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Four charts can explain the small-cap surge and signal what investors should do

The small-cap rally is gaining steam.

As of Thursday, the Russell 2000 was up almost 6% week to date versus a nearly 3% gain for the S&P 500. Though small caps are underperforming the S&P year to date, they have begun to outpace the large-cap index in the last month.

Fueling the move is “a rotation out of tech and into the more cyclical names like financials, industrials and even health care” as investors bank on more stimulus and a successful coronavirus vaccine, said John Petrides, a portfolio manager at Tocqueville Asset Management.

“Even value has outperformed growth slightly over the past couple of weeks,” Petrides told CNBC’s “Trading Nation” on Thursday.

Those cyclical sectors are strongly represented in the Russell 2000, which is roughly 21% health-care stocks, 15% industrials and 15% financials — very different from the Big Tech-heavy S&P, whose top five holdings are Microsoft, Apple, Amazon, Alphabet and Facebook, Petrides said.

“We definitely like … small- and mid-cap stocks to round out client portfolios from a diversification standpoint, but you have to look under the hood,” he said.

The charts are telling a more complicated story, said Mark Newton, president and founder of Newton Advisors.

“I would look at selling into this recent rally in small caps,” he said in the same “Trading Nation” interview. 

“It’s always interesting to try to think that you’ve found the bottom, but if you look at just charts, for example, like [the iShares Russell 2000 ETF (IWM)] versus S&P, you see that really, we’ve been in a giant range over the last six months and we’re up to near the highs of this range, so, [it’s] very difficult to make any claims of any sort of breakout, per se,” he said.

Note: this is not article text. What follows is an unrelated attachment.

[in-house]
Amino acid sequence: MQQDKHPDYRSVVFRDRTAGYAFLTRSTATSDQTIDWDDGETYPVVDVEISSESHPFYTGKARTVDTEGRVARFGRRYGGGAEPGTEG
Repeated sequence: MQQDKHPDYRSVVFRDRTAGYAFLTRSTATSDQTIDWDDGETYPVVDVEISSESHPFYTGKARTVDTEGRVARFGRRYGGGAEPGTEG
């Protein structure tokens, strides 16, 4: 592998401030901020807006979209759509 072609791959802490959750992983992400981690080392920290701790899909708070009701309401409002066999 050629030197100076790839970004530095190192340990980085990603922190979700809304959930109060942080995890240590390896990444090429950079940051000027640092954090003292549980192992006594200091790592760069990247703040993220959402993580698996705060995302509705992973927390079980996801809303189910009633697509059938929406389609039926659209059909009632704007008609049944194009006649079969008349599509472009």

Citing a five-year chart, Newton pointed to the small-cap-to-S&P ratio’s extended downtrend, saying its rally up to that long-term trend line “would be really enticing to try to sell into.”

The small-cap-to-S&P ratio has fallen to its lowest level in nearly two decades, indicating notable weakness in the small caps that could be an opportunity for investors, Newton said.

“In general, it’s been a huge amount of outperformance that recently just started in the large cap versus small cap arena,” he said. “We’ve seen a little bit of a bounce.”

Lastly, Newton noted that the IWM peaked over two years ago and has been unable to break to new highs ever since.

“Even the most recent rally into January, February peaked out and failed to break out to new all-time high territory. Now we’re trying again. My thinking is it’s going to fail this time. I would look at selling into IWM right near 165 to 170,” he said.

“I do like health care as a group relatively speaking, but I don’t necessarily like financials or industrials nearly as much,” Newton added. “I think transports are going to be a big downward leg and really should start to roll over in the weeks to come. So I’m not nearly as optimistic about the small-cap trade and I much prefer large cap.”

A deal for further stimulus could become a major tailwind for small caps, however, Petrides said.

“I think the market is warming up to the fact that I do believe that a stimulus package will get passed before the election,” Petrides said.

“For small caps to rally, you really needed the Fed to provide as much credit as it has [been],” he said. “So I think we need a stimulus package to be passed, and once that is passed — I’m confident that it’ll get passed — Wall Street doesn’t have much patience for D.C. and when D.C. realizes that, they’ll come to the table and get something done and they’re going to do it before election. I think you’ll see small caps rally into that.”

The Russell 2000 and IWM each closed about 1% higher on Thursday.


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